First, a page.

From identifying right-fit schools to securing financial aid and selecting classes — success in higher education is intrinsically linked to a student’s ability to make informed decisions about their future and follow through on their plans.
School counselors in US public schools currently serve an average of 482 students, a caseload nearly twice the recommended maximum of 250.
That finding is highlighted in a new report from the National Association for College Admission Counseling (NACAC) and the American School Counselor Association (ASCA) showing that the average student-to-school counselor ratio has increased by 1 percent over the past decade.
Planning how to finance a four-year degree has become a more prominent part of the college application process.
A new e-learning course from NACAC is now available to help college counselors and admission officers confidently field financial aid questions from families.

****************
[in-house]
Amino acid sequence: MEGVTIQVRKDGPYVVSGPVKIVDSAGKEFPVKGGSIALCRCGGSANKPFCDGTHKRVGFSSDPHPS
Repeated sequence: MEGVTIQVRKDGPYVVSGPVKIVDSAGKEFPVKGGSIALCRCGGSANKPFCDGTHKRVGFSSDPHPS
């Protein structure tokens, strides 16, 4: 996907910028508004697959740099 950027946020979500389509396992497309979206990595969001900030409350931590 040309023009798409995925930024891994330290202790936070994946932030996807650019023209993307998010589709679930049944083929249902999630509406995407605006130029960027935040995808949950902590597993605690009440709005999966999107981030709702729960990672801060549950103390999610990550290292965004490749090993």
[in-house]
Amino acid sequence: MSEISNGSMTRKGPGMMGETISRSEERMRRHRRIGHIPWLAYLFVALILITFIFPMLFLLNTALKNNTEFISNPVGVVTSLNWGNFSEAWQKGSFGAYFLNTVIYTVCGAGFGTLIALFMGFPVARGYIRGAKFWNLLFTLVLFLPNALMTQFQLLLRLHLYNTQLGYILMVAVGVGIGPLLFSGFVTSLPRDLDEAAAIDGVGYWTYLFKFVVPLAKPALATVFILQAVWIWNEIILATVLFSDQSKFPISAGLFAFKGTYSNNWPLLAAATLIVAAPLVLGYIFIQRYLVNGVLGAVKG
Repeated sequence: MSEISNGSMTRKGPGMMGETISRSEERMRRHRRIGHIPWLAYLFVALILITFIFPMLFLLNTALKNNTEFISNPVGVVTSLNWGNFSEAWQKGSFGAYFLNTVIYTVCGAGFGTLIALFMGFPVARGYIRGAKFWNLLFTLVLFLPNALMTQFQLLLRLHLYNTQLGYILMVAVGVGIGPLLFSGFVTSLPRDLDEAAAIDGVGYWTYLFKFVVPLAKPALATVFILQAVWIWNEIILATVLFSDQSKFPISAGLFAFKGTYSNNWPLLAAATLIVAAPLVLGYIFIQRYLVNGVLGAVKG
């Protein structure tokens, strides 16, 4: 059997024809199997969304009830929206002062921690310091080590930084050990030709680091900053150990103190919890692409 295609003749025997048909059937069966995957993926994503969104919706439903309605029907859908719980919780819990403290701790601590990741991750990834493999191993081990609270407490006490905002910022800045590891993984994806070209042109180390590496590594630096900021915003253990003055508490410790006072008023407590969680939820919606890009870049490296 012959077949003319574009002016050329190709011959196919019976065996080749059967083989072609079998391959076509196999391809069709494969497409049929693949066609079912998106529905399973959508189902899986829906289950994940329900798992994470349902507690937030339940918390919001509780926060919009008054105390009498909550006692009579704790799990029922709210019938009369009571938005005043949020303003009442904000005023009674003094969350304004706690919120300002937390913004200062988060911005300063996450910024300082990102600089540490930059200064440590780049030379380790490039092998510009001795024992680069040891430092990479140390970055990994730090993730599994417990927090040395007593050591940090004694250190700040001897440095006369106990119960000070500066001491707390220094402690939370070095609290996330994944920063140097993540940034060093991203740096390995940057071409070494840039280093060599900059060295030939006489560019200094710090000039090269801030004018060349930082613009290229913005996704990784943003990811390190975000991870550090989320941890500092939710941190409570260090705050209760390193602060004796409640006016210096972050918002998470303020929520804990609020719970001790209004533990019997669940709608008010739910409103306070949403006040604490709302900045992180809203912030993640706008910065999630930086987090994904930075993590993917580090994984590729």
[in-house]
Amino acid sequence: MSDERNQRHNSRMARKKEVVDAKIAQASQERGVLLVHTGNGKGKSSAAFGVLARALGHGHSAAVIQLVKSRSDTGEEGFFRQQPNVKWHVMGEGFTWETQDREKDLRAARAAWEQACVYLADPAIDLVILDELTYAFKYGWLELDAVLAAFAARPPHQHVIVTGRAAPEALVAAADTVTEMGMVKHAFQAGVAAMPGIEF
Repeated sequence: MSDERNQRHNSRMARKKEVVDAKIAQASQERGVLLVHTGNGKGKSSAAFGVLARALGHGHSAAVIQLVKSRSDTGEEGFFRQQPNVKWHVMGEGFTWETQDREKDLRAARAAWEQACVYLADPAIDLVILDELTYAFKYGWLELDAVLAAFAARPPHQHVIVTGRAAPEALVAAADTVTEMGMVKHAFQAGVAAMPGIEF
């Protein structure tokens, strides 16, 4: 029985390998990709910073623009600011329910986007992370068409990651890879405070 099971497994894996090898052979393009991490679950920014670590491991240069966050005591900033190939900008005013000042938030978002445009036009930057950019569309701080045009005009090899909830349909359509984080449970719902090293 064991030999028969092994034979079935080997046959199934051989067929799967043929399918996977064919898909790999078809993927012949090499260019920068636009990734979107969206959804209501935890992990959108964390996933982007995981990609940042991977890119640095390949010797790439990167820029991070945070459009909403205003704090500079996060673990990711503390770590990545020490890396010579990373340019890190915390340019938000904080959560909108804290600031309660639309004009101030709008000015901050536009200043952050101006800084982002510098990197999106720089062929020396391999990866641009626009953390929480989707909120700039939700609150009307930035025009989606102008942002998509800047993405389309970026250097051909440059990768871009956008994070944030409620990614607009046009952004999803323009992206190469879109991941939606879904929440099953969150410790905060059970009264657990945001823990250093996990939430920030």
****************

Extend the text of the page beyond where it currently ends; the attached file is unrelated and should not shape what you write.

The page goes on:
More than just a webinar or educational session, the online course—Financial Aid 101— includes eight easy-to-use learning modules packed with information on subjects like loans, grants, scholarships, and work-study. Informative graphics and videos break down key concepts, while quizzes help you measure your progress.
It’s a time of uncertainly and fear for undocumented students.
DACA recipients will lose protection from deportation in March. And although lawmakers on both sides of the aisle have voiced support for the DREAM Act, disagreements over border security and other issues have stalled legislative action.
Yet despite current conditions, college counselors and admission officers are uniquely positioned to offer support and hope to young immigrants, author/activist Julissa Arce noted during a Tuesday #NACACreads chat.
An estimated 65,000 undocumented immigrants graduate from US high schools each year.
In 2001, Julissa Arce was one of those students.
Join us Tuesday for a #NACACreads discussion of her book: My (Underground) American Dream. The author/activist will participate in the hour-long Twitter discussion, and there will be plenty of opportunities for you to share your own thoughts and discuss strategies to help undocumented youth access higher education.